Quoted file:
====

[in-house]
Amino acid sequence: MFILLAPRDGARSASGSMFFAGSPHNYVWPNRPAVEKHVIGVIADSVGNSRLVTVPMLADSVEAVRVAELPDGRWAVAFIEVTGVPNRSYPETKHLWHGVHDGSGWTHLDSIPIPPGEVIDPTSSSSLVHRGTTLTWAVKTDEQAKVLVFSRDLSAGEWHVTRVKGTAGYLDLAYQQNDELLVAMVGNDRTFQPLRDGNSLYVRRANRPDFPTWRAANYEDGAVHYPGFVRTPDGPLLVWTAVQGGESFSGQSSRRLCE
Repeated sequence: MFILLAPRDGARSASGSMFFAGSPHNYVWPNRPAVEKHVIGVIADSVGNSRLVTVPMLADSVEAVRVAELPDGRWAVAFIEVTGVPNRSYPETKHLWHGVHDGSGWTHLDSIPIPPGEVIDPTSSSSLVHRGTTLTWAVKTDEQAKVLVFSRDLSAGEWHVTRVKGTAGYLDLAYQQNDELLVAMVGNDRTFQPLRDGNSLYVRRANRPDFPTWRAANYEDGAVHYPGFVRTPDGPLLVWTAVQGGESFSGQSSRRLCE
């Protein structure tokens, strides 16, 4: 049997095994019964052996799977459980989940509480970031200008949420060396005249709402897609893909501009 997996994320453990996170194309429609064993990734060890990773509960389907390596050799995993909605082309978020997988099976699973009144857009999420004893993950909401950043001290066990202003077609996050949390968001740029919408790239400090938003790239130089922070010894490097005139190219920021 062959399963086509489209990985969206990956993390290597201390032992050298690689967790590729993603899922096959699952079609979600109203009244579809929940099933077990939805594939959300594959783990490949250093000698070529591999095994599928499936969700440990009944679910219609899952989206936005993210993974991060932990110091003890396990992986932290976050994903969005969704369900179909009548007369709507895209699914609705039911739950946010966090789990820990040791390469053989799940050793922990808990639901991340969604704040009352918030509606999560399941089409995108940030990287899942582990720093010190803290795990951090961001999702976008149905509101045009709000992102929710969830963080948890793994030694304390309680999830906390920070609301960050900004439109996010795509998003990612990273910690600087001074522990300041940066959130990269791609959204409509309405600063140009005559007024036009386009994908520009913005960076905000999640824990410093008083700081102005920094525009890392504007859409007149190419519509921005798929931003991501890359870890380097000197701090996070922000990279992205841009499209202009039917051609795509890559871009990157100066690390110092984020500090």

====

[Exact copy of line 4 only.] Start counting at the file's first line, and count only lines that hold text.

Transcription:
């Protein structure tokens, strides 16, 4: 049997095994019964052996799977459980989940509480970031200008949420060396005249709402897609893909501009 997996994320453990996170194309429609064993990734060890990773509960389907390596050799995993909605082309978020997988099976699973009144857009999420004893993950909401950043001290066990202003077609996050949390968001740029919408790239400090938003790239130089922070010894490097005139190219920021 062959399963086509489209990985969206990956993390290597201390032992050298690689967790590729993603899922096959699952079609979600109203009244579809929940099933077990939805594939959300594959783990490949250093000698070529591999095994599928499936969700440990009944679910219609899952989206936005993210993974991060932990110091003890396990992986932290976050994903969005969704369900179909009548007369709507895209699914609705039911739950946010966090789990820990040791390469053989799940050793922990808990639901991340969604704040009352918030509606999560399941089409995108940030990287899942582990720093010190803290795990951090961001999702976008149905509101045009709000992102929710969830963080948890793994030694304390309680999830906390920070609301960050900004439109996010795509998003990612990273910690600087001074522990300041940066959130990269791609959204409509309405600063140009005559007024036009386009994908520009913005960076905000999640824990410093008083700081102005920094525009890392504007859409007149190419519509921005798929931003991501890359870890380097000197701090996070922000990279992205841009499209202009039917051609795509890559871009990157100066690390110092984020500090």